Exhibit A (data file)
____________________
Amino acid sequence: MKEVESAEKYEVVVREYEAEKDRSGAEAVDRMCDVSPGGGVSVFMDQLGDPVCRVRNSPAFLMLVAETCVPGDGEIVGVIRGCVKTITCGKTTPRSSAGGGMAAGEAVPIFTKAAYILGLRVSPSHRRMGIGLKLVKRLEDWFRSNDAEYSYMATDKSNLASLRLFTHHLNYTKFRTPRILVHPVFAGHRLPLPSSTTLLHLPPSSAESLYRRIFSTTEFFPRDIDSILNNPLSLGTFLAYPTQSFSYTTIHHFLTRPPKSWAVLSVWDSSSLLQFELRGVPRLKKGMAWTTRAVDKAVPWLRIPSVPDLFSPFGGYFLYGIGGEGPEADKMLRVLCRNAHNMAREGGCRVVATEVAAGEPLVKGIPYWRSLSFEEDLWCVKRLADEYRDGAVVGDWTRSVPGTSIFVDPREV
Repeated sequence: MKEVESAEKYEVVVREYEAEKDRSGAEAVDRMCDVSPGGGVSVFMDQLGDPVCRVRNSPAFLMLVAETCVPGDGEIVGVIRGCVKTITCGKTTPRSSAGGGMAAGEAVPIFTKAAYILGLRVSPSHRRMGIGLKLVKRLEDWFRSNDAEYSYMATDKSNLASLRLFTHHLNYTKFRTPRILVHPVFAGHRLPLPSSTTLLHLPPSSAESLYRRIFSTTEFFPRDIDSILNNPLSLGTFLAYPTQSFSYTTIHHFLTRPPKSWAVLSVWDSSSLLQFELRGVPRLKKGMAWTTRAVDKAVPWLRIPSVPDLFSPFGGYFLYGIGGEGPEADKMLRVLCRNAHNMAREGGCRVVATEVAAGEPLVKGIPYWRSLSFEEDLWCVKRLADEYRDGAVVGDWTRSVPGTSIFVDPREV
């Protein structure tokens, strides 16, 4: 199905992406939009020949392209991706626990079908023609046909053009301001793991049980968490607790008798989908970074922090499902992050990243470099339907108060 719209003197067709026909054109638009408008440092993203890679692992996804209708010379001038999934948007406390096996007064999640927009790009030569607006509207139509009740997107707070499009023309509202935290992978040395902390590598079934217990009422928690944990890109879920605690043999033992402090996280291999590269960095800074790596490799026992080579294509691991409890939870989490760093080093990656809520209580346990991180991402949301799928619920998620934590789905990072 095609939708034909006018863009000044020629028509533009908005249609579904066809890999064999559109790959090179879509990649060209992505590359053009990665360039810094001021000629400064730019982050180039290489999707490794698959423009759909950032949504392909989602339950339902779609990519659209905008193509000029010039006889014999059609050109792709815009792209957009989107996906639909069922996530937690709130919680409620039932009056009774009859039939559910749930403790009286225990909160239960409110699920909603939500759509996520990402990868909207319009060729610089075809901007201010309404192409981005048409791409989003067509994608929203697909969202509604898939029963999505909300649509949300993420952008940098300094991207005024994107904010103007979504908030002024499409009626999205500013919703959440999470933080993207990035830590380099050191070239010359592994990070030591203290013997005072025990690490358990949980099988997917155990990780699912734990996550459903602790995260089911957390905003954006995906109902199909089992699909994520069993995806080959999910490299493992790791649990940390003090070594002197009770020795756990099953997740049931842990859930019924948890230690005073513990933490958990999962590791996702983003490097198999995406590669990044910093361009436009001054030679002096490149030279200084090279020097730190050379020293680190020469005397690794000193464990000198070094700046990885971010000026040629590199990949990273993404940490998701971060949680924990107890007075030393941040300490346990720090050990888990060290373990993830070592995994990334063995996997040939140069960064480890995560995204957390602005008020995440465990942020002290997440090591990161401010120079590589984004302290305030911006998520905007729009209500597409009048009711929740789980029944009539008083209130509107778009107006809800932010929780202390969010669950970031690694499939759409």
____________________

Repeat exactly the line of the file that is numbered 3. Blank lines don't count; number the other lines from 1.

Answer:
């Protein structure tokens, strides 16, 4: 199905992406939009020949392209991706626990079908023609046909053009301001793991049980968490607790008798989908970074922090499902992050990243470099339907108060 719209003197067709026909054109638009408008440092993203890679692992996804209708010379001038999934948007406390096996007064999640927009790009030569607006509207139509009740997107707070499009023309509202935290992978040395902390590598079934217990009422928690944990890109879920605690043999033992402090996280291999590269960095800074790596490799026992080579294509691991409890939870989490760093080093990656809520209580346990991180991402949301799928619920998620934590789905990072 095609939708034909006018863009000044020629028509533009908005249609579904066809890999064999559109790959090179879509990649060209992505590359053009990665360039810094001021000629400064730019982050180039290489999707490794698959423009759909950032949504392909989602339950339902779609990519659209905008193509000029010039006889014999059609050109792709815009792209957009989107996906639909069922996530937690709130919680409620039932009056009774009859039939559910749930403790009286225990909160239960409110699920909603939500759509996520990402990868909207319009060729610089075809901007201010309404192409981005048409791409989003067509994608929203697909969202509604898939029963999505909300649509949300993420952008940098300094991207005024994107904010103007979504908030002024499409009626999205500013919703959440999470933080993207990035830590380099050191070239010359592994990070030591203290013997005072025990690490358990949980099988997917155990990780699912734990996550459903602790995260089911957390905003954006995906109902199909089992699909994520069993995806080959999910490299493992790791649990940390003090070594002197009770020795756990099953997740049931842990859930019924948890230690005073513990933490958990999962590791996702983003490097198999995406590669990044910093361009436009001054030679002096490149030279200084090279020097730190050379020293680190020469005397690794000193464990000198070094700046990885971010000026040629590199990949990273993404940490998701971060949680924990107890007075030393941040300490346990720090050990888990060290373990993830070592995994990334063995996997040939140069960064480890995560995204957390602005008020995440465990942020002290997440090591990161401010120079590589984004302290305030911006998520905007729009209500597409009048009711929740789980029944009539008083209130509107778009107006809800932010929780202390969010669950970031690694499939759409």